SJ Berwin conflict hands British Land’s Pillar offer to Freshfields

SJ Berwin conflict hands British Land’s Pillar offer to Freshfields” />Freshfields Bruckhaus Deringer has muscled in on longstanding SJ Berwin client British Land after advising the property investment company on its £811m recommended cash offer for Pillar Properties.

British Land turned to Freshfields corporate partner Julian Long because SJ Berwin set up all the unit trusts that Pillar has interests in so was conflicted out of the deal. It sees British Land, already the UK’s largest property investment company by assets, grow even further, with the company owning or managing £10bn worth of retail assets after the deal is completed.

Flagship properties owned by Pillar in the City of London include CityPoint on Ropemaker Street, the home of Simmons & Simmons and French firm Gide Loyrette Nouel.

British Land, meanwhile, owns properties such as the Broadgate development next to Liverpool Street Station and Meadowhall Shopping Centre in Sheffield.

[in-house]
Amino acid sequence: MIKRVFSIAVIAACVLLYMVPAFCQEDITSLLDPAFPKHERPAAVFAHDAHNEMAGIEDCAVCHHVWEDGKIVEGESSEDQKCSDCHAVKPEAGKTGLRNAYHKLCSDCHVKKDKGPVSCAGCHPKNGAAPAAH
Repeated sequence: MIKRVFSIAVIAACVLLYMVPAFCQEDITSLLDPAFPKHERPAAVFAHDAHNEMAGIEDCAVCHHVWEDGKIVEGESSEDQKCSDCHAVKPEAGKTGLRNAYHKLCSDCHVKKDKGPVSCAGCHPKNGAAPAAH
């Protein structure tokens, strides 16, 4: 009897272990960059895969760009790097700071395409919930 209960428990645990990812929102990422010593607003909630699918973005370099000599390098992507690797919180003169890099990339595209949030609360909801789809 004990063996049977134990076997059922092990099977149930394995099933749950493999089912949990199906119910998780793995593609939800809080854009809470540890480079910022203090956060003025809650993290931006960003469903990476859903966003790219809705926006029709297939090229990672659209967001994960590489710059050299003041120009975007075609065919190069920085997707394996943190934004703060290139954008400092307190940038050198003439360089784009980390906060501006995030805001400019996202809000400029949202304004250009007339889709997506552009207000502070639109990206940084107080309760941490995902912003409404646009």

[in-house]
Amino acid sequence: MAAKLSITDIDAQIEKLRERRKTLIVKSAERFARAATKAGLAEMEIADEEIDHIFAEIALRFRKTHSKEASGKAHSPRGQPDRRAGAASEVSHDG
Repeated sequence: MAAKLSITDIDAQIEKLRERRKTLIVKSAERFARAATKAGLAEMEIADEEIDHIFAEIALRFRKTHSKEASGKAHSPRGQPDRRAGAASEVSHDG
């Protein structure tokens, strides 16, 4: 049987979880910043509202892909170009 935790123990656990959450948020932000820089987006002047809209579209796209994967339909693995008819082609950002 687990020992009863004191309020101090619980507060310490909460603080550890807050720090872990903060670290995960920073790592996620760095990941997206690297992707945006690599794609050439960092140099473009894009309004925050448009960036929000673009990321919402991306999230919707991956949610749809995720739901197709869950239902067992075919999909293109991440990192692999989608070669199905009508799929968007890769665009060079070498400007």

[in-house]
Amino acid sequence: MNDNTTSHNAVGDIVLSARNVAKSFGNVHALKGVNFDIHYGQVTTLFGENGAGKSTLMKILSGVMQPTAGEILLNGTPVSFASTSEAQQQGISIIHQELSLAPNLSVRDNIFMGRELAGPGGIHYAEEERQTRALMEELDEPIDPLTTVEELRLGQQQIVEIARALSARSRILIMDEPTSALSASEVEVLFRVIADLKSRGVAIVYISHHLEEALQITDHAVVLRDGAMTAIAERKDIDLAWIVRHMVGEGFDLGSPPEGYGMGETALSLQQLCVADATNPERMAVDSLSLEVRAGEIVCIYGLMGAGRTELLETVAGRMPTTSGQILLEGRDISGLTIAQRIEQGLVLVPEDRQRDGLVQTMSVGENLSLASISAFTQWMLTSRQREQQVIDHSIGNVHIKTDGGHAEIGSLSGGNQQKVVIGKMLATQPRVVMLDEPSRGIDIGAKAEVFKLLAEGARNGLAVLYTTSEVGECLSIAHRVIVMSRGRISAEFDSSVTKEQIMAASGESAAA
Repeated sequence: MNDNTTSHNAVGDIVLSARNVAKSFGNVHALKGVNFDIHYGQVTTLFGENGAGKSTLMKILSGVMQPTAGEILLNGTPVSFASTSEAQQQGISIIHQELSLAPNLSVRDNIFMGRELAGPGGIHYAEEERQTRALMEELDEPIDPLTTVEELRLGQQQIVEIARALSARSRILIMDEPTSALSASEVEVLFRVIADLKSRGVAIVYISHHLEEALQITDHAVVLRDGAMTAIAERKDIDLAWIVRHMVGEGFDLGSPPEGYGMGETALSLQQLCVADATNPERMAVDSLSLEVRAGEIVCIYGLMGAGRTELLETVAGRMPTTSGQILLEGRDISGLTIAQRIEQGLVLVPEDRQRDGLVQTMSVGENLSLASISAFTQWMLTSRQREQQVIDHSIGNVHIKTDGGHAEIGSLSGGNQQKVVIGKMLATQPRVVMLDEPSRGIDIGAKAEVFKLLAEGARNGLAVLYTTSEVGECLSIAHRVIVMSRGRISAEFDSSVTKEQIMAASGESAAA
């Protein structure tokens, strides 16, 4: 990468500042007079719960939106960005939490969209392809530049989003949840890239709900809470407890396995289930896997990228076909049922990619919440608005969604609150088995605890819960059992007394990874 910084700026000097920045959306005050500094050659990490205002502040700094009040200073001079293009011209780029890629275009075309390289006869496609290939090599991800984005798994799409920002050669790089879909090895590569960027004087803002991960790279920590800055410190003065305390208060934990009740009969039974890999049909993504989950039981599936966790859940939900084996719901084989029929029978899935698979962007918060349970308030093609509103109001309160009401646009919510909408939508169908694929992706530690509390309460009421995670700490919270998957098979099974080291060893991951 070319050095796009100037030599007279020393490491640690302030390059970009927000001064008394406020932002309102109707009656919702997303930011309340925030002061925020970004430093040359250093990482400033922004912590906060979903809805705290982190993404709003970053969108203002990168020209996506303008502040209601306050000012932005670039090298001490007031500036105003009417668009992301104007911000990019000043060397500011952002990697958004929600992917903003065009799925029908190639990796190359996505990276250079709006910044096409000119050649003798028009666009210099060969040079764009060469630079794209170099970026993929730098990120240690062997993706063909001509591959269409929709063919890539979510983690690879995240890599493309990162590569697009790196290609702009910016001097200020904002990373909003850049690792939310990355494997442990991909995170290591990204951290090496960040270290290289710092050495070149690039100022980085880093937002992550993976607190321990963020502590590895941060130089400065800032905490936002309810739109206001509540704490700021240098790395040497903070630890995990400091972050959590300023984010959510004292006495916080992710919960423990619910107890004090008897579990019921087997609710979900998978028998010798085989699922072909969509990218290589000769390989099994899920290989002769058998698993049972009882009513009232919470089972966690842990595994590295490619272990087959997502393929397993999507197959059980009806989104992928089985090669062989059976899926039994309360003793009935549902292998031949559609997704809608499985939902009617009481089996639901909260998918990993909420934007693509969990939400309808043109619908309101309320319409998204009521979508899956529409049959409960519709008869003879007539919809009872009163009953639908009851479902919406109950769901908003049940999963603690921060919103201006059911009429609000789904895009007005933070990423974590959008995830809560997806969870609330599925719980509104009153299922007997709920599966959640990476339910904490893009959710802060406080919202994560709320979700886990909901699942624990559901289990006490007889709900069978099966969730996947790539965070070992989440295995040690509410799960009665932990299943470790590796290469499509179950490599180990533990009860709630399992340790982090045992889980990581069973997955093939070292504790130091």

British Land chief operating officer John Weston Smith told The Lawyer that Freshfields “were the right people for this deal”, adding that the company instructs several law firms.

However, SJ Berwin has advised British Land on the largest number of high-profile transactions in recent years, and in March advised the company on the £2.1bn refinancing of the Broadgate estate.

In the same month, SJ Berwin acted for British Land on a sale-and-leaseback of retailer Debenhams, with Freshfields acting for Debenhams.

Norton Rose corporate finance partner Barbara Stephenson acted for Pillar, a longstanding client of the firm, on the deal. She acted on Pillar’s flotation in 1994 and has advised the company ever since.

The transaction is taking place through a scheme of arrangement, valuing Pillar at 855p per share, with an alternative choice of loan notes for Pillar’s shareholders.

Due diligence was carried out for Pillar by Jones Day and Gibson Dunn & Crutcher.